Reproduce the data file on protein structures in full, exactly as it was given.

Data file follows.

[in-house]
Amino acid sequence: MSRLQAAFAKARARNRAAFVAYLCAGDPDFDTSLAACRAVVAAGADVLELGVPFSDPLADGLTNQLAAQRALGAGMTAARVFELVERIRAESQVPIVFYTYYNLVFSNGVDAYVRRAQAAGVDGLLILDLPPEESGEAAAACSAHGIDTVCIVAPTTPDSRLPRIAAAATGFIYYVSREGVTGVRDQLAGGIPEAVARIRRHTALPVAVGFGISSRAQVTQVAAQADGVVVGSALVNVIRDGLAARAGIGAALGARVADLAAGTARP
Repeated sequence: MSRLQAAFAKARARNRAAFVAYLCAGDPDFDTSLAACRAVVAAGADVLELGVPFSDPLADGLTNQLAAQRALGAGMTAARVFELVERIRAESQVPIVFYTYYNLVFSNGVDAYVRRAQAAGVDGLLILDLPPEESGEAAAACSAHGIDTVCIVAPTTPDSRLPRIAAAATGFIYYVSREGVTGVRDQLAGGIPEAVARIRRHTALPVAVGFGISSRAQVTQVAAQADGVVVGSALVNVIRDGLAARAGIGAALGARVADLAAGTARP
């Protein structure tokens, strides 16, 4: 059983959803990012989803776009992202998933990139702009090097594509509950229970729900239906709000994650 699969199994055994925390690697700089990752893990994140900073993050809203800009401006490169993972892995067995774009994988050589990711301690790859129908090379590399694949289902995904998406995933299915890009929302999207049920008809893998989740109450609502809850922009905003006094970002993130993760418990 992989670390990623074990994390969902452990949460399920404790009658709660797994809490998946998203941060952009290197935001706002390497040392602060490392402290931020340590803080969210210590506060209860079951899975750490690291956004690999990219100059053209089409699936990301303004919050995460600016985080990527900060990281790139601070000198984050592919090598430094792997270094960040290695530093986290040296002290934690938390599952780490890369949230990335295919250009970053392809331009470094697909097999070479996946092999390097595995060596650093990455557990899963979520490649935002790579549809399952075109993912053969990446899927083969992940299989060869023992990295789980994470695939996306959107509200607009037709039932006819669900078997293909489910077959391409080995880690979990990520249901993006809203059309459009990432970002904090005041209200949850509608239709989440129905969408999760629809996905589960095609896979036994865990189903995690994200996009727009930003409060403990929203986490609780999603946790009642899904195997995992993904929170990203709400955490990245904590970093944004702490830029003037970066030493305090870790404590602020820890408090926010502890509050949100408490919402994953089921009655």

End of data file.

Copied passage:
[in-house]
Amino acid sequence: MSRLQAAFAKARARNRAAFVAYLCAGDPDFDTSLAACRAVVAAGADVLELGVPFSDPLADGLTNQLAAQRALGAGMTAARVFELVERIRAESQVPIVFYTYYNLVFSNGVDAYVRRAQAAGVDGLLILDLPPEESGEAAAACSAHGIDTVCIVAPTTPDSRLPRIAAAATGFIYYVSREGVTGVRDQLAGGIPEAVARIRRHTALPVAVGFGISSRAQVTQVAAQADGVVVGSALVNVIRDGLAARAGIGAALGARVADLAAGTARP
Repeated sequence: MSRLQAAFAKARARNRAAFVAYLCAGDPDFDTSLAACRAVVAAGADVLELGVPFSDPLADGLTNQLAAQRALGAGMTAARVFELVERIRAESQVPIVFYTYYNLVFSNGVDAYVRRAQAAGVDGLLILDLPPEESGEAAAACSAHGIDTVCIVAPTTPDSRLPRIAAAATGFIYYVSREGVTGVRDQLAGGIPEAVARIRRHTALPVAVGFGISSRAQVTQVAAQADGVVVGSALVNVIRDGLAARAGIGAALGARVADLAAGTARP
């Protein structure tokens, strides 16, 4: 059983959803990012989803776009992202998933990139702009090097594509509950229970729900239906709000994650 699969199994055994925390690697700089990752893990994140900073993050809203800009401006490169993972892995067995774009994988050589990711301690790859129908090379590399694949289902995904998406995933299915890009929302999207049920008809893998989740109450609502809850922009905003006094970002993130993760418990 992989670390990623074990994390969902452990949460399920404790009658709660797994809490998946998203941060952009290197935001706002390497040392602060490392402290931020340590803080969210210590506060209860079951899975750490690291956004690999990219100059053209089409699936990301303004919050995460600016985080990527900060990281790139601070000198984050592919090598430094792997270094960040290695530093986290040296002290934690938390599952780490890369949230990335295919250009970053392809331009470094697909097999070479996946092999390097595995060596650093990455557990899963979520490649935002790579549809399952075109993912053969990446899927083969992940299989060869023992990295789980994470695939996306959107509200607009037709039932006819669900078997293909489910077959391409080995880690979990990520249901993006809203059309459009990432970002904090005041209200949850509608239709989440129905969408999760629809996905589960095609896979036994865990189903995690994200996009727009930003409060403990929203986490609780999603946790009642899904195997995992993904929170990203709400955490990245904590970093944004702490830029003037970066030493305090870790404590602020820890408090926010502890509050949100408490919402994953089921009655």